“Whoo!” she exclaimed as she came up a few seconds later, hands raised in the air.
More than 50 others, gathered on the sides of Piedmont’s new pool at the Aquatic Center, joined in. Some slid down the giant green slide. Some leapt. A group flailed their arms as they ran under streams of water, screaming and splashing.
Mayor Bill Baker, sporting sunglasses, shorts and a T-shirt, said he was excited and pleased with the turnout for what the city called its First Annual Polar Plunge. Baker told The Star in December that the event was inspired by those he’d seen on TV diving into Lake Michigan years ago.
“I’m very, very pleased,” he said. “I was worried about who would show up and who wouldn’t show up, and I’m very pleased. It looks like at least maybe 200 people or more.”
Those who took the plunge paid a $10 entry fee — all of which went towards a local nonprofit, Venecia’s Foundation, which helps cancer patients. T-shirts were also on sale for $10 and those in attendance were welcome to make personal donations.
By 11 a.m., more than $3,000 had already been donated, according to the event’s treasurer, Jane Minton.
Venecia Butler, the head of the foundation and a four-time breast cancer survivor, said she was shocked by the amount of donations.
“I just love my community, I love Piedmont, and I love the mayor for wanting to do something to support the foundation,” she said.
Many participants said they knew someone personally or had a family member going through cancer, which was what inspired them to jump. Littlejohn was one of them.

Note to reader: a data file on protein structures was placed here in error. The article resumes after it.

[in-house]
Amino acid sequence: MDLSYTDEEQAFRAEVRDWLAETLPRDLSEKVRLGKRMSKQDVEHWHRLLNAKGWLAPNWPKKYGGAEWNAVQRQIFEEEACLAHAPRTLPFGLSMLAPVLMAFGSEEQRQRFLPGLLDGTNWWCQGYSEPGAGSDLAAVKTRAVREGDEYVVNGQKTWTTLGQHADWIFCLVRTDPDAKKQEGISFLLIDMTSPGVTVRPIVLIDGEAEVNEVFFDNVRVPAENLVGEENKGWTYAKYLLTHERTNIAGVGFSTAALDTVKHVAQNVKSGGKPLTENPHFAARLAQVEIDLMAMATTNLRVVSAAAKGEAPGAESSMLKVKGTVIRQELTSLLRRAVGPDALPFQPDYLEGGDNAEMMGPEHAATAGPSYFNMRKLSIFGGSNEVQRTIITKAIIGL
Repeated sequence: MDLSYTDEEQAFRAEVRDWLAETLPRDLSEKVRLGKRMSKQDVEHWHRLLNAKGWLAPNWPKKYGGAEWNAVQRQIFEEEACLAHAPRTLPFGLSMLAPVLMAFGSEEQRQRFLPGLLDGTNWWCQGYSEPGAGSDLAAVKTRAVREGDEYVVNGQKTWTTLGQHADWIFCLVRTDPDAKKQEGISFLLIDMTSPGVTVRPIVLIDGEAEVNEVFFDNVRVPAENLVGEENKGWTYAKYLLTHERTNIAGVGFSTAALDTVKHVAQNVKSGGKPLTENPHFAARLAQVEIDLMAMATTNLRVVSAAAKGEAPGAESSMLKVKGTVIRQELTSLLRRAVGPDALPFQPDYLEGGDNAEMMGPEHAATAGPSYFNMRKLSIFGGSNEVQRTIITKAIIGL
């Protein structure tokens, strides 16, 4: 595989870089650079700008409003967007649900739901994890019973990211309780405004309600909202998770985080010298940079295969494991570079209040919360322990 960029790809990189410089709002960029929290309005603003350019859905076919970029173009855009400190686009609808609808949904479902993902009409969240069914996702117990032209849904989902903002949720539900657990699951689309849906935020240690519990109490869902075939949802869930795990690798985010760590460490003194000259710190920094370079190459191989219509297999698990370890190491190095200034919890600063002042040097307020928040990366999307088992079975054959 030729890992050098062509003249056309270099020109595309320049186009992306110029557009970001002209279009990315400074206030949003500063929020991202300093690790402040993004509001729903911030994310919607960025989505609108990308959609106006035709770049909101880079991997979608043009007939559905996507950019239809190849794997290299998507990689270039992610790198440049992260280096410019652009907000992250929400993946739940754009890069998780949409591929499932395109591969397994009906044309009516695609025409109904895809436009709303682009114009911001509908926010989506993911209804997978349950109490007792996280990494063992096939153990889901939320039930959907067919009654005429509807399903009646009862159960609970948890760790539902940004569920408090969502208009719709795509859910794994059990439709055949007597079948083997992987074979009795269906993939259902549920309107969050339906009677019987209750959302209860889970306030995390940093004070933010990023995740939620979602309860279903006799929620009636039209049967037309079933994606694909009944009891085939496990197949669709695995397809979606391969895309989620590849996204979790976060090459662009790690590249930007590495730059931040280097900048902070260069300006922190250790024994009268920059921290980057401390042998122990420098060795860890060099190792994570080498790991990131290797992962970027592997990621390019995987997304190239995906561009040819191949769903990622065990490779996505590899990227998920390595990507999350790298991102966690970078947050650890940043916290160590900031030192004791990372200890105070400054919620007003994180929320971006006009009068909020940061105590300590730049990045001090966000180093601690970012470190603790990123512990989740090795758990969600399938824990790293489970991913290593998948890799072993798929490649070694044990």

“I’ve had a lot of family members die from cancer,” she said.
Butler, who also plunged, said she was thinking of her friends in chemotherapy and all of the ones still fighting cancer when she hit the water.
“They don’t ever complain — people in chemo don’t complain,” she said.
Carridean Bakes, a 20-year-old from Cedar Bluff, plunged with three of her girlfriends, all of whom had family and friends who have or had gone through cancer.
Bakes said she was there to show to support for everyone going through cancer.
“I know it’s an awful thing to fight for, and a little bit of cold water is not going to hurt near as much as cancer does,” she said.
“Amen!” her friend, Katelyn Magda, 22, also from Cedar Bluff, chimed in.
Though the plunge began at 10 a.m., many of its participants were out of the 44- to 46-degree water seconds after, shivering in towels with chattering teeth.
All except for Jerry Rainey. The 63-year-old from Piedmont was still wading through the pool even after all of the other plungers had gotten out.
“I enjoyed [doing it] for this cause because a lot of families go through this cancer thing,” he said when he was finished. “I’m healthy and able to do this. My family’s been lucky so far. We’ve not had any cancer.”
Heather Smyth, 29, runs a martial arts school in Piedmont. Smyth said she made a bet with her students — if they could raise $100 for the foundation — she would plunge. She didn’t expect them to, but they did, she said.
“I had about 15 students show up to see what was going on today so the example that it set for them, it was worth it,” she said.
Staff writer Madasyn Czebiniak: 256-235-3562. On Twitter @MCzebiniak_Star.